Apple, Cisco, Dell and their peers have a total of $590 billion of cash on hand, up from $508.5 billion a year ago and $436.5 billion two years ago, according to data compiled by Bloomberg. Dividend payouts are likely to keep rising as once- cash-strapped startups become larger, slower-growth companies a shift that may raise expectations that holdouts such as Google will follow suit, said Jennifer Koski, a finance professor at the University of Washington in Seattle.
"These companies are now grownups," Koski said. "They are more developed in their life cycle, they are profitable and they don't need as much in terms of capital."
The cash reserve numbers are likely to be even larger when technology companies start reporting quarterly earnings, with Intel, Microsoft and Google announcing results next week. Apple's report will follow on July 23.
The average per-company payout for hardware and software makers has reached $154.9 million, compared with $151.1 million for all companies in the S&P 500, according to data compiled by Bloomberg. That's a shift from years past, when technology firms traditionally avoided dividends out of concern that they signaled a slowdown in innovation and growth, said Barry James, president of James Investment Research Inc. The firm oversees about $3.5 billion, including shares of Microsoft, which initiated a dividend in 2003.
"It takes off some of the growth luster," James said.
Apple for years held its ground, with late co-founder Steve Jobs spurning investor requests for a dividend before he handed the reins to Tim Cook, who became chief executive officer in August 2011. In March 2012, Apple unveiled its first dividend in 17 years, heeding investors who had been clamoring for a bigger slice of the company's cash pile, which at the time had swelled to almost $100 billion, bolstered by demand for iPhones and iPads.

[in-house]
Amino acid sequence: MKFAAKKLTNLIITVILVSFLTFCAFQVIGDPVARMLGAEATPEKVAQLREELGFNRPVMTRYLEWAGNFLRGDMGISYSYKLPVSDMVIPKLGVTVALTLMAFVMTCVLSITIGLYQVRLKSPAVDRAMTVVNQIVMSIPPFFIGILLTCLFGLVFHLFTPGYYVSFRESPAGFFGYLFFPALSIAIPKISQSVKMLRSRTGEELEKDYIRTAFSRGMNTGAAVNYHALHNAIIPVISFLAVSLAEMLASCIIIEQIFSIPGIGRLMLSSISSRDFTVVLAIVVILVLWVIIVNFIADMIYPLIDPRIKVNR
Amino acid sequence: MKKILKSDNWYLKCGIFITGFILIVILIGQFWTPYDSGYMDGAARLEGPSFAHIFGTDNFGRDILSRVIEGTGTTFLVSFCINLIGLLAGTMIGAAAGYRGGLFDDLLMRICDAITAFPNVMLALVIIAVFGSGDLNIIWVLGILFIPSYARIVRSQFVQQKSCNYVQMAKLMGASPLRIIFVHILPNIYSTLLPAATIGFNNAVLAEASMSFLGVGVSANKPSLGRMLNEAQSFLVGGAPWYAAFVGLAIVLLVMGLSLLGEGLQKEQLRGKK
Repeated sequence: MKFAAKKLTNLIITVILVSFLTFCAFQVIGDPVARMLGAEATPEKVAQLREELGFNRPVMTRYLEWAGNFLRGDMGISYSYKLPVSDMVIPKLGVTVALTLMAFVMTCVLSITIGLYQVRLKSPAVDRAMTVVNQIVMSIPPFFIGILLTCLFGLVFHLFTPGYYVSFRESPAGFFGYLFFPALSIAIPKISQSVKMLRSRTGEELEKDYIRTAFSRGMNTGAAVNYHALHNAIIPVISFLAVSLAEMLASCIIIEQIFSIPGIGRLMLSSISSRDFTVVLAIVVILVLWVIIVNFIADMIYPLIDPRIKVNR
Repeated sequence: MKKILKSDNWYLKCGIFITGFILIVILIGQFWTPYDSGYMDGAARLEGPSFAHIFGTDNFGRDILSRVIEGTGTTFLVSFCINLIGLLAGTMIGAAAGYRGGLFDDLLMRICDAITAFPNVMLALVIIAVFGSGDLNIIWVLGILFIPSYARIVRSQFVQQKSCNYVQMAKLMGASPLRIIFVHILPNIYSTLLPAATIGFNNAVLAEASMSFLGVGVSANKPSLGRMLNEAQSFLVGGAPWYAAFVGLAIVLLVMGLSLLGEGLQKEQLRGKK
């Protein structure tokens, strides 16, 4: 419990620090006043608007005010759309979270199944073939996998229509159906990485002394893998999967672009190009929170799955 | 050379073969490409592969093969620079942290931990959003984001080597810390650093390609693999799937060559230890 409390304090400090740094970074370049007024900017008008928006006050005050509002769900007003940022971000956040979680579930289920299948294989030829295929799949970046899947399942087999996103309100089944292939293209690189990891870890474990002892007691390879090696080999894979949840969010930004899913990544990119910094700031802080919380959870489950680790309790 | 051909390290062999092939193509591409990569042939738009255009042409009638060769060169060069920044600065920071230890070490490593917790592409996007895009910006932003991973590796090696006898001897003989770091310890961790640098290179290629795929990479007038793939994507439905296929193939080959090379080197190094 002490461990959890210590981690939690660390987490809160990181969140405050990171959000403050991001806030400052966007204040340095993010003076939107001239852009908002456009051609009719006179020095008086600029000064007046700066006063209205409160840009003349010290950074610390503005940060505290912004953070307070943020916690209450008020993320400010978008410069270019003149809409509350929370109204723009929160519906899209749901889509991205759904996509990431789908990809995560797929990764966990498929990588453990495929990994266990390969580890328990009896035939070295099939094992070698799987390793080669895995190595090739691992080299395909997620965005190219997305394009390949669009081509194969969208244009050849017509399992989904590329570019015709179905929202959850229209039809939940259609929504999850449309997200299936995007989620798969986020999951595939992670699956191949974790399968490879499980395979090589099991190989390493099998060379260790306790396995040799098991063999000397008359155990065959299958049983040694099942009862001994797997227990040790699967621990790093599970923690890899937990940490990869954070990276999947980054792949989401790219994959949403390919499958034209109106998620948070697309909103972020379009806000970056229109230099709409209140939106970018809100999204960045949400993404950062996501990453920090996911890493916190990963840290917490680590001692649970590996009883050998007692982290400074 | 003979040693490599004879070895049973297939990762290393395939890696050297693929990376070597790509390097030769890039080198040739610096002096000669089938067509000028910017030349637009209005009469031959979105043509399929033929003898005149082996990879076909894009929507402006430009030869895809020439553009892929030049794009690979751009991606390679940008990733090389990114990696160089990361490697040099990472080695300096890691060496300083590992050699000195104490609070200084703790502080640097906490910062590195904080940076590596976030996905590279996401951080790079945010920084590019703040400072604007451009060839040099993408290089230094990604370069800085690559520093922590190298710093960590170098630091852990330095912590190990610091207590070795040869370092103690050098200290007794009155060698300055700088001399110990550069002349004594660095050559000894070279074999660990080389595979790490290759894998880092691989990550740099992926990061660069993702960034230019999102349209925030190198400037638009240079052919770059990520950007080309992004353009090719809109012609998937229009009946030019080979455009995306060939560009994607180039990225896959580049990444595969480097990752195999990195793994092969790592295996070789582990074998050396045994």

That wasn't enough for some investors, as the Cupertino, Calif.-based company continued to rake in money, boosting its cash hoard to $137.1 billion at the end of last year. Investors, led by hedge-fund manager David Einhorn of Greenlight Capital, lobbied Cook to return more money as Apple's stock price languished.
In April, the company unveiled a plan to add $55 billion to its dividend and buyback plan, for a total of $100 billion. The announcements came the same day Apple reported its first profit drop in a decade, and were followed in May by a congressional hearing at which senators accused the company of using loopholes and offshore entities to avoid paying some U.S. taxes.
The industry's dividends are rewarding firms such as BlackRock, Vanguard Group and State Street, which are the largest shareholders in both Apple and Cisco.
The rising payouts also make technology firms more attractive to value investors, or those who are looking for stable and steady returns, a shift for an industry that has long been a favorite of hedge-fund managers and investors looking for fast gains, Koski said.
Still, technology companies' payouts remain a drop in the bucket compared with the cash they generate each quarter. The industry produced $57.4 billion in cash flows in the first quarter, excluding dividend payments, according to the data. There have only been three other quarters since 2001 where that cash figure was higher.
The new wave of payouts will increase pressure on those technology companies with big balance sheets that don't pay a dividend, James said. Of the 70 companies classified by the S&P 500 as technology, 36 pay dividends, according to data compiled by Bloomberg.
Microsoft, Intel, IBM and Oracle are among the technology companies that have paid dividends since before 2010 and have steadily increased the payments.
Google, owner of the world's largest Internet search engine, doesn't pay a dividend, even though it has $51.6 billion of cash and investments. Tim Drinan, a spokesman for Google, declined to comment on the possibility of a dividend.
"People have to get their head around the psychology of this and change their mindset," James said. "It's a perception problem."